Congenital infantile fibrosarcoma (CIF) is a rare soft-tissue tumor in the pediatric age group and seldom involves the gastrointestinal tract. A 2-day-old boy was transferred to our hospital with a pneumpoperitoneum. After emergency operation, we could find a solid mass wrapping around a sigmoid colon and performed a segmental resection of sigmoid colon including a mass. Histopathologic examination showed an infantile fibrosarcoma origining from the muscular layer of colon. The baby was discharged on the 17th hospital day and followed for 1 yr without recurrence.
Congenital Infantile Fibrosarcoma (CIF); Gastrointestinal
HIV-infected women, particularly those with advanced disease, may have higher rates of pregnancy loss (miscarriage and stillbirth) and neonatal mortality than uninfected women. Here we examine risk factors for these adverse pregnancy outcomes in a cohort of HIV-infected women in Zambia considering the impact of infant HIV status.
A total of 1229 HIV-infected pregnant women were enrolled (2001–2004) in Lusaka, Zambia and followed to pregnancy outcome. Live-born infants were tested for HIV by PCR at birth, 1 week and 5 weeks. Obstetric and neonatal data were collected after delivery and the rates of neonatal (<28 days) and early mortality (<70 days) were described using Kaplan-Meier methods.
The ratio of miscarriage and stillbirth per 100 live-births were 3.1 and 2.6, respectively. Higher maternal plasma viral load (adjusted odds ratio [AOR] for each log10 increase in HIV RNA copies/ml = 1.90; 95% confidence interval [CI] 1.10–3.27) and being symptomatic were associated with an increased risk of stillbirth (AOR = 3.19; 95% CI 1.46–6.97), and decreasing maternal CD4 count by 100 cells/mm3 with an increased risk of miscarriage (OR = 1.25; 95% CI 1.02–1.54). The neonatal mortality rate was 4.3 per 100 increasing to 6.3 by 70 days. Intrauterine HIV infection was not associated with neonatal morality but became associated with mortality through 70 days (adjusted hazard ratio = 2.76; 95% CI 1.25–6.08). Low birth weight and cessation of breastfeeding were significant risk factors for both neonatal and early mortality independent of infant HIV infection.
More advanced maternal HIV disease was associated with adverse pregnancy outcomes. Excess neonatal mortality in HIV-infected women was not primarily explained by infant HIV infection but was strongly associated with low birth weight and prematurity. Intrauterine HIV infection contributed to mortality as early as 70 days of infant age. Interventions to improve pregnancy outcomes for HIV-infected women are needed to complement necessary therapeutic and prophylactic antiretroviral interventions.
Perinatal mortality; Infant mortality; Risk factors; Adverse pregnancy outcome; HIV infection; Vertical transmission
Background & Aim
Previous studies have suggested that prior exposure to hepatitis B virus (HBV) infection may increase the risk of development of hepatocellular carcinoma (HCC) in patients with chronic hepatitis C. The aim of this study was to compare the prevalence of previous or occult HBV infection in a cohort of HBsAg-negative patients with histologically advanced chronic hepatitis C in the United States who did or did not develop HCC.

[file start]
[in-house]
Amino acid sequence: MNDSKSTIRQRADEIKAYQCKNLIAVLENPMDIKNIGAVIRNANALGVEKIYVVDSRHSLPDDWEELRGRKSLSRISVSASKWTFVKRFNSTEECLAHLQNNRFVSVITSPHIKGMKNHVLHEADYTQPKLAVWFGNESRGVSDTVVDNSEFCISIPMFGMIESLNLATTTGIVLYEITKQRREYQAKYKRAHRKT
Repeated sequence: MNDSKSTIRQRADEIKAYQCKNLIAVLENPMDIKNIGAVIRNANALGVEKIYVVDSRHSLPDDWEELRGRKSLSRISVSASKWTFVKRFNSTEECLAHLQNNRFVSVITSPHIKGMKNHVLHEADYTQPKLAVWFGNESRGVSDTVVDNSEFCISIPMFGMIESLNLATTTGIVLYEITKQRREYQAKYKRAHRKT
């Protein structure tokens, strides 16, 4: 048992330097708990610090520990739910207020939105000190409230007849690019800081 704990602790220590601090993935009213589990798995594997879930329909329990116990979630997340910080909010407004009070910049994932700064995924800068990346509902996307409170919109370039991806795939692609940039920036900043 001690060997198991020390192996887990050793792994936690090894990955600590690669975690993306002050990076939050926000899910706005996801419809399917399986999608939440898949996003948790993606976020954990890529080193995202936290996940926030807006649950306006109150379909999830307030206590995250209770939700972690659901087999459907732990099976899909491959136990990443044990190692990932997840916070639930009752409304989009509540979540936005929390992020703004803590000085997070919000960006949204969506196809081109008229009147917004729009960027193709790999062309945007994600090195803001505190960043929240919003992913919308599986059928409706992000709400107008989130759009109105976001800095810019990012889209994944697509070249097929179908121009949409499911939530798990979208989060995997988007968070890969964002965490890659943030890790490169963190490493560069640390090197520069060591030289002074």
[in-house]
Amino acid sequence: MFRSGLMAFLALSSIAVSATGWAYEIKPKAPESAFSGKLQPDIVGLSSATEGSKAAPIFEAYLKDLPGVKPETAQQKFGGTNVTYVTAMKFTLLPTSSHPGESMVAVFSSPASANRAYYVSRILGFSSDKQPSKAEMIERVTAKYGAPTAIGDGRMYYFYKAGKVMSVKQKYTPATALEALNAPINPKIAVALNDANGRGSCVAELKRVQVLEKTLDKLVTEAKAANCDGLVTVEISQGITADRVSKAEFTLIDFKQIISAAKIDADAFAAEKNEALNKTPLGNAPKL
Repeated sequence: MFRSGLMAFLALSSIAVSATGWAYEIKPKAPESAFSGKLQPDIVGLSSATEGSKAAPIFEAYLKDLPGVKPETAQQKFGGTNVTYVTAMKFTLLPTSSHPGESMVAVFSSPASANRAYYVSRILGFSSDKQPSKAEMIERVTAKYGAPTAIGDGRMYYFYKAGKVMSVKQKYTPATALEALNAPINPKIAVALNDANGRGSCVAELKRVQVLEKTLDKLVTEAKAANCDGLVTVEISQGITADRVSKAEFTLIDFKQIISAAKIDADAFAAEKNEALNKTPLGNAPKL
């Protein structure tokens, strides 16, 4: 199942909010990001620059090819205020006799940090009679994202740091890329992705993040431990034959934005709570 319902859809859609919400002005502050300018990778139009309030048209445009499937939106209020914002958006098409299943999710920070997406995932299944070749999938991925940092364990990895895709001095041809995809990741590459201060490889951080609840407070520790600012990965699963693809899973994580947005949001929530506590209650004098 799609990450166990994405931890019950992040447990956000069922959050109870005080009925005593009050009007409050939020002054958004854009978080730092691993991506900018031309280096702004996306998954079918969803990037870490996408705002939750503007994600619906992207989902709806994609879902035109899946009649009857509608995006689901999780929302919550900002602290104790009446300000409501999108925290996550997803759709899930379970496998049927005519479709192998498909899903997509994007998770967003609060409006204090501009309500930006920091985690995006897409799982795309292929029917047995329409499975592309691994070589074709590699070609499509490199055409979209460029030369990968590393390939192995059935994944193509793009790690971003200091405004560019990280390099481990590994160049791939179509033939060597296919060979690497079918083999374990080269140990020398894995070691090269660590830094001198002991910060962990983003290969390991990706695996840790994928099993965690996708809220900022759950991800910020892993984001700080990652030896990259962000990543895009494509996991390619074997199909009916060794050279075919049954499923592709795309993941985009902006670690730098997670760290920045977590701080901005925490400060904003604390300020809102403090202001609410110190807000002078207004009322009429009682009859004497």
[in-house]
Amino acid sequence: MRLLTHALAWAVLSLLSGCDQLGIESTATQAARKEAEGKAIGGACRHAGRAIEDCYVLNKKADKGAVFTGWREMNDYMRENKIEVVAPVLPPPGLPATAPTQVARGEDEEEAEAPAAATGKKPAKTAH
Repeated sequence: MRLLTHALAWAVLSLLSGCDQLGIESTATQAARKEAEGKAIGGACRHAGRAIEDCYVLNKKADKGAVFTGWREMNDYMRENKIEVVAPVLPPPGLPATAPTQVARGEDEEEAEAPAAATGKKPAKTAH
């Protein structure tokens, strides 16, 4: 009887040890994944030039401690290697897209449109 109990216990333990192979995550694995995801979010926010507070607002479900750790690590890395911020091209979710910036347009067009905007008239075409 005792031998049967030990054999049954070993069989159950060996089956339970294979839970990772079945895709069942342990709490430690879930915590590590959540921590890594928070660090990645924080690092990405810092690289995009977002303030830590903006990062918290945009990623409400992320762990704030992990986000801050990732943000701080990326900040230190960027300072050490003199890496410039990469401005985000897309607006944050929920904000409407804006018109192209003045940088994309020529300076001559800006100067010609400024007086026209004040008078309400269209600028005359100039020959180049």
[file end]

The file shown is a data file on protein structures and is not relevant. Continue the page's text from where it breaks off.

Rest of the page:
Stored sera from 91 patients with HCC and 182 matched controls who participated in the HALT-C Trial were tested for anti-HBc, anti-HBs and HBV DNA. Frozen liver samples from 28 HCC cases and 55 controls were tested for HBV DNA by real-time PCR.
Anti-HBc (as a marker of previous HBV infection) was present in the serum of 41.8% HCC cases and 45.6% controls (P=0.54); anti-HBc alone was present in 16.5% of HCC cases and 24.7% of controls. HBV DNA was detected in the serum of only one control subject and no patient with HCC. HBV DNA (as a marker of occult HBV infection) was detected in the liver of 10.7% HCC cases and 23.6% controls (P=0.18).
Although almost half the patients in the HALT-C Trial had serological evidence of previous HBV infection there was no difference in prevalence of anti-HBc in serum or HBV DNA in liver between patients who did or did not develop HCC. In the United States, neither previous nor occult HBV infection is an important factor in HCC development among patients with advanced chronic hepatitis C.
HBV DNA; hepatitis B core antibody; cirrhosis
The PROSPERO server analyzes sequence and experimental protein characterization results, then uses that analysis to predict crystallization outcome and suggest priorities for futher work on difficult targets. The server allows users to upload data from six types of experiment, to organize those data by sample and project, and to share those data with collaborators.
The growth of diffracting crystals from purified proteins is often a major bottleneck in determining structures of biological and medical interest. The PROSPERO web server, http://skuld.bmsc.washington.edu/prospero, is intended both to provide a means of organizing the potentially large numbers of experimental characterizations measured from such proteins, and to provide useful guidance for structural biologists who have succeeded in purifying their target protein but have reached an impasse in the difficult and poorly understood process of turning purified protein into well diffracting crystals. These researchers need to decide which of many possible rescue options are worth pursuing, given finite resources. This choice is even more crucial when attempting to solve high-priority but relatively difficult structures of eukaryotic proteins. The site currently uses the HyGX1 predictor, which was trained and validated on protein samples from pathogenic protozoa (eukaryotes) using results from six types of experiment. PROSPERO allows users to store, analyze and display multiple results for each sample, to group samples into projects, and to share results and predictions with collaborators.